6. Such_Saturation

    Such_Saturation Member

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    I think insulin lowers growth hormone.
     
  7. OP
    haidut

    haidut Member

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    Yep, that's the mechanism behind sugar lowering GH. However, I know higher insulin usually means higher IGF-1 and high IGF-1 is not good either. If GH and IGF-1 are inversely related, wouldn't you expect at least one of them to be protective if the other one is bad in excess?
    Also, protein intake in the ranges recommended by Peat (80g-120g) daily will raise IGF-1, especially when consumed with sufficient sugar. So, that may be the reason Peat warns that protein intake is highly individual and most people should be able to do well on 80g.
     
  8. Such_Saturation

    Such_Saturation Member

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    Well we are stuck with one of those then, aren't we :lol:
     
  9. koganmj

    koganmj Member

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    I'm a bit confused. So the cortisol rise that comes from eating an unbalanced serving of protein (by mechanism of: insulin secretion to "dispose" of the digested amino acids as Ray has said, insulin lowers circulating glucose, reduction of glucose drives up cortisol) would suggest insulin raises cortisol, but high cortisol is associated with high growth hormone?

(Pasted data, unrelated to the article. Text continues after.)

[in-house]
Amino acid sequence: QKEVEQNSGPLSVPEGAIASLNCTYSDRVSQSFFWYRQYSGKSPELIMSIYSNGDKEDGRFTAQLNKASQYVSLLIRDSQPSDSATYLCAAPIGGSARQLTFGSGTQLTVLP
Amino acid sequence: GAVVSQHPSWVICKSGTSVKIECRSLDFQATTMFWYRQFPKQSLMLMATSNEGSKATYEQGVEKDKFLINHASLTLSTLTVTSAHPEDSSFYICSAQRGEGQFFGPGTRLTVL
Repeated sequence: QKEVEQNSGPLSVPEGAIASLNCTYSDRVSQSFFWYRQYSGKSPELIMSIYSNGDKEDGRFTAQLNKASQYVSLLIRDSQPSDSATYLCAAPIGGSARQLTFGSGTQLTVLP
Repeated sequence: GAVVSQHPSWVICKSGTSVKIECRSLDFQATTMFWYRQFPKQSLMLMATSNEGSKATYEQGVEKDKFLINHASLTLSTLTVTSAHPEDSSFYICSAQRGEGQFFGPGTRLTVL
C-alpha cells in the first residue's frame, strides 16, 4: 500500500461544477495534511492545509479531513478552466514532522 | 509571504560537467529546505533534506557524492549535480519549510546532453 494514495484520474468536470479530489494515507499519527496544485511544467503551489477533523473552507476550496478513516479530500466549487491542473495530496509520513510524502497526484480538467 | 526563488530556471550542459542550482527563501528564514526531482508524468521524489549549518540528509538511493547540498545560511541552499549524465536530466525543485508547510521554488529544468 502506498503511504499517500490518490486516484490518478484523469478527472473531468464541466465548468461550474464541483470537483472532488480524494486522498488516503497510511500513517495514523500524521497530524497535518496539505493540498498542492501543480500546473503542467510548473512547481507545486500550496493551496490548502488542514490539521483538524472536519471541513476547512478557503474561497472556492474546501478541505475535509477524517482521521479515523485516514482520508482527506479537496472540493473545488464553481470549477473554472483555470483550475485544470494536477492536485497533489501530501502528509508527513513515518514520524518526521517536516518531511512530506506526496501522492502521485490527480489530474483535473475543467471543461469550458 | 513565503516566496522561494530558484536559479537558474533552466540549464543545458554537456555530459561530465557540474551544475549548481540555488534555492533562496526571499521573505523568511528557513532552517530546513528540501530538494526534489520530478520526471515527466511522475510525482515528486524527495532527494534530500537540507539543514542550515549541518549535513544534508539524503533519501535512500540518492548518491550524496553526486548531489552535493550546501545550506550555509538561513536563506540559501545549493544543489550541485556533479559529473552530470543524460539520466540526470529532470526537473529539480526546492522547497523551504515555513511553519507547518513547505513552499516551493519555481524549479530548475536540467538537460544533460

Is it kind of like: insulin removes glucose from blood - if no sugar consumed during any sort of consumption that stimulates insulin, blood gets "emptied" of glucose by insulin - "emptied" blood triggers cortisol production?

    So 'not triggering' cortisol production would in turn keep GH low, but how does insulin lower GH?
     
  10. OP
    haidut

    haidut Member

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    Insulin lowers GH probably by lowering cortisol. Insulin and cortisol are antagonistic to each other but when i balance. If you eat starch or a big protein serving then you will release too much insulin and the blood sugar will drop to the point that the brain will think it is starving and signal for pituitary to produce ACTH, which will in turn tell the adrenals to make cortisol. Cortisol will break down some muscle, the liver will convert those aminos into glucose through gluconeogenesis and the brain will use that. This is overly simplified of course, there probably hundreds of feedback mechanisms along the pathways to control how much of each hormone is released. That's why it is not good to have big spikes on glucose, or big drops in glucose - the body goes in overdrive to compensate for these extremes. The way I think of it is as a pendulum - cortisol on one end and insulin on the other. If you swing the pendulum to one extreme (i.e. big sugar spike), initially it goes to both extremes but they kind of act as antagonists of each other and if everything works fine the pendulum swings become smaller and smaller and then it comes to rest.